Issue with model: Gradient evaluated at the initial value is not finite

Hello all,

I have been trying to implement a hierarchical Dirichlet-Multinomial model for analyzing spatial variation in fish diet composition. My parameter of interest is the proportion of a given prey at a given site (theta in the model string). The softmax component in the hierarchical structure accounts for the influence of fish size on the probability of observing a prey. My model runs OK if I estimate the general diet composition across all locations. However, when I include the categorical covariate (site) in the model and do the necessary adaptations, Iâ€™m getting the following:

Rejecting initial value:
Chain 1: Gradient evaluated at the initial value is not finite.
Chain 1: Stan canâ€™t start sampling from this initial value.
Chain 1:
Chain 1: Initialization between (-2, 2) failed after 100 attempts.
Chain 1: Try specifying initial values, reducing ranges of constrained values, or reparameterizing the model.

I have included the model specification, as well as some code to generate dummy data:

data {

int N_obs;              // number of observations
int N_prey;             // number of categories
int site[N_obs] ;       // grouping factor
int N_sites;            // number of sites
int y[N_obs];           // outcomes
int TL[N_obs];

}

parameters {

simplex[N_prey] theta[N_sites];
vector[N_prey] a;
vector[N_prey] b;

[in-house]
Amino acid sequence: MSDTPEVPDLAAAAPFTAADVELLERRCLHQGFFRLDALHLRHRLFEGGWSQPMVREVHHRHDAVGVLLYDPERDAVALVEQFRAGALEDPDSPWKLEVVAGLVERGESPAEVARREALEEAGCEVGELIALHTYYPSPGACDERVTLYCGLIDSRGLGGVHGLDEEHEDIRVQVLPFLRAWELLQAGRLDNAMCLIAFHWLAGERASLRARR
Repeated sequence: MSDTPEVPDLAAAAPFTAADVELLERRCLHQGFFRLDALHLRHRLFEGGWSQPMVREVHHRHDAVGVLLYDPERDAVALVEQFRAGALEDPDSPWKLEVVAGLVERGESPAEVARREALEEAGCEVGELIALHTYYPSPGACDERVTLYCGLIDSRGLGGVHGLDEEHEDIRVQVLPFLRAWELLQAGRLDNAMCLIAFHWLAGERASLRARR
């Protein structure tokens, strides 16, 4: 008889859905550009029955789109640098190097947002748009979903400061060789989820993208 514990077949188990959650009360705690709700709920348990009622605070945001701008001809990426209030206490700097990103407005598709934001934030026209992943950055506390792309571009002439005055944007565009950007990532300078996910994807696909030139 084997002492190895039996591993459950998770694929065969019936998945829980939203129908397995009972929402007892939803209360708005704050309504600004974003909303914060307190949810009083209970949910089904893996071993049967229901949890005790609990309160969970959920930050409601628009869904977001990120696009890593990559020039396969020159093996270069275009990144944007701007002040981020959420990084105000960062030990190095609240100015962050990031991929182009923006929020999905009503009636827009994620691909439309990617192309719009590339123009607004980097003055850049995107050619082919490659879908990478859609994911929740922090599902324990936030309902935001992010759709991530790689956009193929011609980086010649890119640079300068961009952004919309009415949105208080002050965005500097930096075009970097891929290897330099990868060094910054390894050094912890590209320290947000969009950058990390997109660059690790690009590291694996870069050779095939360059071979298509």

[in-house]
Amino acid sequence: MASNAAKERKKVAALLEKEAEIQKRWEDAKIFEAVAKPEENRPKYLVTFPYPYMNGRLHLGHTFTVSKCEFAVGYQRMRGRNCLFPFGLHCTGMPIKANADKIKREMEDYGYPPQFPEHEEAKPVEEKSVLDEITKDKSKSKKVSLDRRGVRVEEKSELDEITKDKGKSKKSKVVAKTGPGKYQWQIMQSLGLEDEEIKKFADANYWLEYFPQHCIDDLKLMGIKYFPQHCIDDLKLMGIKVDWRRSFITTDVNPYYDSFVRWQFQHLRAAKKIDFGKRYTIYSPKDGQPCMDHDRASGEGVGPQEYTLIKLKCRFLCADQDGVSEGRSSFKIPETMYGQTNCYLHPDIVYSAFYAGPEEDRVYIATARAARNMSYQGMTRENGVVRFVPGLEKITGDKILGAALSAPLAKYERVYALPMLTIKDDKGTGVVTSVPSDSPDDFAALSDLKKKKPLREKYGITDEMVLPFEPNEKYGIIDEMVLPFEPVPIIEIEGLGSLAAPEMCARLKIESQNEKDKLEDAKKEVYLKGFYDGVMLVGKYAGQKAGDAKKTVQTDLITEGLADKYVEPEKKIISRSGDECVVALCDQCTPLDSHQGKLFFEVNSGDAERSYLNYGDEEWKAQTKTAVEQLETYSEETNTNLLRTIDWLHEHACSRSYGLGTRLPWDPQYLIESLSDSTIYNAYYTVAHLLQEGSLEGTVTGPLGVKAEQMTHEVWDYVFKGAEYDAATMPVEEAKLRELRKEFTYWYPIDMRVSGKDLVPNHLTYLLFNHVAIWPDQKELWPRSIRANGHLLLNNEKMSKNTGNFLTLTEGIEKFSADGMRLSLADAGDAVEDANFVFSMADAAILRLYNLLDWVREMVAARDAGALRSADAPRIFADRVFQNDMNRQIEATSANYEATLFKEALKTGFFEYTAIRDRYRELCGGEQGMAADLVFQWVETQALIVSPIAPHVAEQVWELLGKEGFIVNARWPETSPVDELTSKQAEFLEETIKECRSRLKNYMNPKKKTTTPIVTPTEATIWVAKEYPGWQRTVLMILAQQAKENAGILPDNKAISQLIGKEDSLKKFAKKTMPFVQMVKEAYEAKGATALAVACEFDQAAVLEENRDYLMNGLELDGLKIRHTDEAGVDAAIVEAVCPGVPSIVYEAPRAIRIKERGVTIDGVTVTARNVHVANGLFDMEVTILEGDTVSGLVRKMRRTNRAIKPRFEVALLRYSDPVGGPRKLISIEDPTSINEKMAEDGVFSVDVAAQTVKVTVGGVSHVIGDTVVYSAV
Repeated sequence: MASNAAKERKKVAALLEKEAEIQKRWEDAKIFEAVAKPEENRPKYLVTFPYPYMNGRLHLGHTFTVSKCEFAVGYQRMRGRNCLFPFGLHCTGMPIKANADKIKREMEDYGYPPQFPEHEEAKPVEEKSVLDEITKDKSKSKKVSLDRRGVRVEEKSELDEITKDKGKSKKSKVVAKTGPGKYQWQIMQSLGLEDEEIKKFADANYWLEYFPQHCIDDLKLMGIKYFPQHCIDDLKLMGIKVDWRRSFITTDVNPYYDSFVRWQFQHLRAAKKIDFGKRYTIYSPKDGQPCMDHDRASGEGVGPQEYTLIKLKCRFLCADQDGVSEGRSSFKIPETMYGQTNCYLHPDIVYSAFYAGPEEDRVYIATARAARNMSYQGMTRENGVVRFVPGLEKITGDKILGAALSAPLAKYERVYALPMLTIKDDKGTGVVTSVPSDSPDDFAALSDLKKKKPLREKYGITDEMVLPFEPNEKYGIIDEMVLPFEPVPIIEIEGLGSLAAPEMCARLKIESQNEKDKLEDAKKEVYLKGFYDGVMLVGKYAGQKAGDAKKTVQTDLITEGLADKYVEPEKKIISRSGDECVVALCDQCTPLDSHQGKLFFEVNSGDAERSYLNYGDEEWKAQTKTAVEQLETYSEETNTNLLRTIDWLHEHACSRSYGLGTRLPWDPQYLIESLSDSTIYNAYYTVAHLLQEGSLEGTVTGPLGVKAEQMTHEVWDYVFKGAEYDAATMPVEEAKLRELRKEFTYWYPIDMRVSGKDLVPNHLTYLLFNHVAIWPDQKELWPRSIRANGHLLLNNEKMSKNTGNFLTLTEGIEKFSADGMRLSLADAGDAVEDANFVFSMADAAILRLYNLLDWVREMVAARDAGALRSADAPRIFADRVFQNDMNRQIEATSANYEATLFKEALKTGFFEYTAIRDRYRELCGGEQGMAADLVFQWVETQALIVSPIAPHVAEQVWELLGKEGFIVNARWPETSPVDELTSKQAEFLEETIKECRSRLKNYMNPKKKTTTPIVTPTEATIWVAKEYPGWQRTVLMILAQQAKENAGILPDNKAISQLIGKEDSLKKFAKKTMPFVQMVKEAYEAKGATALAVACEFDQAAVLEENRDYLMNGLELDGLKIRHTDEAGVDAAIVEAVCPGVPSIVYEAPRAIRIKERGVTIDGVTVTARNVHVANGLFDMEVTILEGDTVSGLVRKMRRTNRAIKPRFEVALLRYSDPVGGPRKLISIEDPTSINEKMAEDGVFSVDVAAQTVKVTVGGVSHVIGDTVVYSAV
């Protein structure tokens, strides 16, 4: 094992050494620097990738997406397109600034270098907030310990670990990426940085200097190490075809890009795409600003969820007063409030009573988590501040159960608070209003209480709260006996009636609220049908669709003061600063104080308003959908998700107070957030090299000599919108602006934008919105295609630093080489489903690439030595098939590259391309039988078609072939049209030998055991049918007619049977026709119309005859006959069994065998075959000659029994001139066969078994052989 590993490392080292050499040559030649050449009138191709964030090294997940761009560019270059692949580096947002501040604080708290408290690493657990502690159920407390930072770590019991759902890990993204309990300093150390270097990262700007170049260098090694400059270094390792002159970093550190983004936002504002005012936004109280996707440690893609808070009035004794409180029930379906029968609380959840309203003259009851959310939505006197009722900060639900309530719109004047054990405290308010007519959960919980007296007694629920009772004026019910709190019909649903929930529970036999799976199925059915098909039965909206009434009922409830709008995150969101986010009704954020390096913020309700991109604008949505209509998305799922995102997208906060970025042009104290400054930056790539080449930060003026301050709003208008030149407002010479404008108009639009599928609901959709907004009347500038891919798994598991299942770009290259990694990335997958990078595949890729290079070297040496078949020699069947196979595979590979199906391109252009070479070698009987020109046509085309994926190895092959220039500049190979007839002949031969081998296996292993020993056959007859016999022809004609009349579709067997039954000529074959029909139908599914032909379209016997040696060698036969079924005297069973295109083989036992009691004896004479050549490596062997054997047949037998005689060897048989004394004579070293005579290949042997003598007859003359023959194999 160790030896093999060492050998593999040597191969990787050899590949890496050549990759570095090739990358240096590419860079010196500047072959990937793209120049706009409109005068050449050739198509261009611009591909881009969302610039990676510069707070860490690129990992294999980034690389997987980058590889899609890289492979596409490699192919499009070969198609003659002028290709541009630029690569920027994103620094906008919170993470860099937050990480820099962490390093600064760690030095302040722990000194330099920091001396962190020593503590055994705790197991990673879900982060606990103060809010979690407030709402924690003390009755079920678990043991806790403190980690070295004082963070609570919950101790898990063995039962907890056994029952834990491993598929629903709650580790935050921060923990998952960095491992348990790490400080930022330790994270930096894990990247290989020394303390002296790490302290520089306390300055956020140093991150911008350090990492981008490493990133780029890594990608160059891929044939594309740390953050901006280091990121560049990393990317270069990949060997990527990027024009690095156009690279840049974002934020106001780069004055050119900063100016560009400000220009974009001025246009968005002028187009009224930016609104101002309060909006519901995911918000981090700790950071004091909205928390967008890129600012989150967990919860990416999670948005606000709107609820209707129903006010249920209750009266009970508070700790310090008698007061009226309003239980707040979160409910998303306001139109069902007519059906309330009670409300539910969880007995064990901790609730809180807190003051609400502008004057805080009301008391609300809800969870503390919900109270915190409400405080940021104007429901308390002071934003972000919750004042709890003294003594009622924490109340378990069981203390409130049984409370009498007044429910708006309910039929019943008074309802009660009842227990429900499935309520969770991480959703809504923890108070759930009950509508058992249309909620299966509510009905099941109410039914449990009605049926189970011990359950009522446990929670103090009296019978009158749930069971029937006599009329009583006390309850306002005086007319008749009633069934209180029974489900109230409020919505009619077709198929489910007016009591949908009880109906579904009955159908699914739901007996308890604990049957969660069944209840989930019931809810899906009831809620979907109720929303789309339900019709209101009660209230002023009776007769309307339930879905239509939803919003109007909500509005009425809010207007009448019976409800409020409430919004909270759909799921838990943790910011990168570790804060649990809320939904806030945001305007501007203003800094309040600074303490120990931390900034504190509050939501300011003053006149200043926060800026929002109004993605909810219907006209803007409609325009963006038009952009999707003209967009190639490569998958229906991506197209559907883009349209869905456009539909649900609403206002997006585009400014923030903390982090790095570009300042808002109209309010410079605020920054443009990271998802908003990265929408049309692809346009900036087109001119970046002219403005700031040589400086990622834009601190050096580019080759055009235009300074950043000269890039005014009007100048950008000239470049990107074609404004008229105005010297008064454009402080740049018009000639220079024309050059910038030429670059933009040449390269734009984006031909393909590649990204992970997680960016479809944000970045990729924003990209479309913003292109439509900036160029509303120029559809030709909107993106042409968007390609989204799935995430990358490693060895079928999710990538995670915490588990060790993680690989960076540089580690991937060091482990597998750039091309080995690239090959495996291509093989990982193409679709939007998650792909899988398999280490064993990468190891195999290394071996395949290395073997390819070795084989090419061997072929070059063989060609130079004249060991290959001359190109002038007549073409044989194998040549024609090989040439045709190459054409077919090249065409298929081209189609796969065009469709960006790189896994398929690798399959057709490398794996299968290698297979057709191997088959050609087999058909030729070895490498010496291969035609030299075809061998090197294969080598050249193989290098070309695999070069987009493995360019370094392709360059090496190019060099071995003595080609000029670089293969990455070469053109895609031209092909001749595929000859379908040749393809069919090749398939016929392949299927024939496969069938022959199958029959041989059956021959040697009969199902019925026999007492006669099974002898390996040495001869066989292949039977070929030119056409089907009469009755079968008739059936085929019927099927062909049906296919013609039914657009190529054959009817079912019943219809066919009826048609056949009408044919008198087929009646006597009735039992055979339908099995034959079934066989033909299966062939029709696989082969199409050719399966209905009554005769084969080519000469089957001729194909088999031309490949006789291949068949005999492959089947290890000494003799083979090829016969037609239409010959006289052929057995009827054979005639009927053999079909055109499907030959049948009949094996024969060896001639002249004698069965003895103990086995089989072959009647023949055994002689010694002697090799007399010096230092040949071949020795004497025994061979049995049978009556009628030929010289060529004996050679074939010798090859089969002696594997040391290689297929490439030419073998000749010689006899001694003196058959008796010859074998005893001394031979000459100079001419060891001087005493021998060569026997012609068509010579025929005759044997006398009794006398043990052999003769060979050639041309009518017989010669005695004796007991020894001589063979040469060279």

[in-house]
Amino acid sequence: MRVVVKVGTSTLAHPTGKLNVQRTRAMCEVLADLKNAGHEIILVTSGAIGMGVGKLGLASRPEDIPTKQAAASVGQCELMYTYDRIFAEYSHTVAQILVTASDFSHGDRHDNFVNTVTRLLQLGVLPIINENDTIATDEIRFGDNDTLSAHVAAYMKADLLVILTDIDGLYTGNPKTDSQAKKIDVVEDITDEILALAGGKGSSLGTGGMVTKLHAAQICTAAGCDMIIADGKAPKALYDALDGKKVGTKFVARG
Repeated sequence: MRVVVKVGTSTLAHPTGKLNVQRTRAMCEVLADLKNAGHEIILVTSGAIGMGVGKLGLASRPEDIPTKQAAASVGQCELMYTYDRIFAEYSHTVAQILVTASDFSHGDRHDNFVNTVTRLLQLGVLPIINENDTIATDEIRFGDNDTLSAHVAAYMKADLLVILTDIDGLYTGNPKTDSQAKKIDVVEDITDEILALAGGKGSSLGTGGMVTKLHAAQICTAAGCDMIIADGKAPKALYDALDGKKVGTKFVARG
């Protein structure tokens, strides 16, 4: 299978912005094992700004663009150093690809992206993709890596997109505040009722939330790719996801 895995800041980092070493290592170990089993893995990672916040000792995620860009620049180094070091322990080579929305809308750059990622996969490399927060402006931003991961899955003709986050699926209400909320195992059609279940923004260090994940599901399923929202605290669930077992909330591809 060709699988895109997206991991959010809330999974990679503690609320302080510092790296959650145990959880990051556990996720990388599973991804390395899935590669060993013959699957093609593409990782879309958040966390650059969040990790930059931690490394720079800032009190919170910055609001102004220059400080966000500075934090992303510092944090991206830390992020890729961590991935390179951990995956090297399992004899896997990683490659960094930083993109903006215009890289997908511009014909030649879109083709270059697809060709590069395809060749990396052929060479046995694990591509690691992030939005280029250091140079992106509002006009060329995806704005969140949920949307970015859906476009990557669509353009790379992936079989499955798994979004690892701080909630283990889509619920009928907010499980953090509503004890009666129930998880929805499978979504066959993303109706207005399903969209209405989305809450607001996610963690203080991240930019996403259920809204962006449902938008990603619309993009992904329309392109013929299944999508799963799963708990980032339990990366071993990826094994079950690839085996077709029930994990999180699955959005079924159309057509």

}

transformed parameters {

vector[N_prey] alpha;
vector[N_prey] s;

for (i in 1:N_obs) {
for (k in 1:N_prey) {

s[k] = a[k] + b[k]*TL[i];
alpha = softmax(s);

}
}

}

model {

a ~ normal(0,0.001);
b ~ normal(0,0.001);

for (k in 1:N_prey) {

theta[k] ~ dirichlet(alpha);

}

for (i in 1:N_obs) {

y[i] ~ categorical(theta[site[i]]);

}

}


Simulating data and running the model

require(rstan)
require(rethinking)

N <-500
TL <-round(runif(N),1)*100
site <- c(rep(1,100), rep(2,100), rep(3,100), rep(4,100), rep(5,100))
b <-c(-0.5,0.4,1)
y <-rep(NA,N)
for (i in 1:N){
score <-0.5*(1:3)+b*TL[i]
p <-softmax(score[1],score[2],score[3])
y[i] <-sample(1:3,size=1,prob=p)
}

stan_data <- list(N_obs = N, N_prey = length(unique(y)), y = y,
TL = TL, site = site, N_sites = length(unique(site)))

stan.fit <- rstan::stan(file = "DMM.stan", data = stan_data,
warmup = 100,iter = 500, chains = 2)


Iâ€™d very much appreciate some help on that! Thanks in advance.

Edited by @jsocolar for R syntax highlighting.

1 Like

Are the priors supposed to be this tight? Stan parametrizes with mean and sd, not mean and precision.

2 Likes

Thanks for noting that. I come from jags so I was using precision. The model still does not work when I put broader priors, though.

Can you share the code for the model that is working? For what itâ€™s worth, the suspicious pair of lines for me are

for (k in 1:N_prey) {
theta[k] ~ dirichlet(alpha);
}


which suggests that the kth element of theta represents a prey, and

y[i] ~ categorical(theta[site[i]]);


which suggests that elements of theta represent sites.

3 Likes

This part is a problem:

vector[N_prey] alpha;
vector[N_prey] s;

for (i in 1:N_obs) {
for (k in 1:N_prey) {

s[k] = a[k] + b[k]*TL[i];
alpha = softmax(s);

}
}


My guess is the gradients are breaking because you call softmax(s) inside the innermost loop, before s has been filled completely. You should only call softmax() after the loop has completed.

vector[N_prey] alpha;
vector[N_prey] s;

for (i in 1:N_obs) {
for (k in 1:N_prey) {
s[k] = a[k] + b[k]*TL[i];
}
alpha = softmax(s);
}


But even this is likely wrong: each iteration of the outer loop overwrites alpha. Was alpha supposed to be a N_{obs}\times N_{prey} matrix instead of a vector? (i.e, the same shape as theta)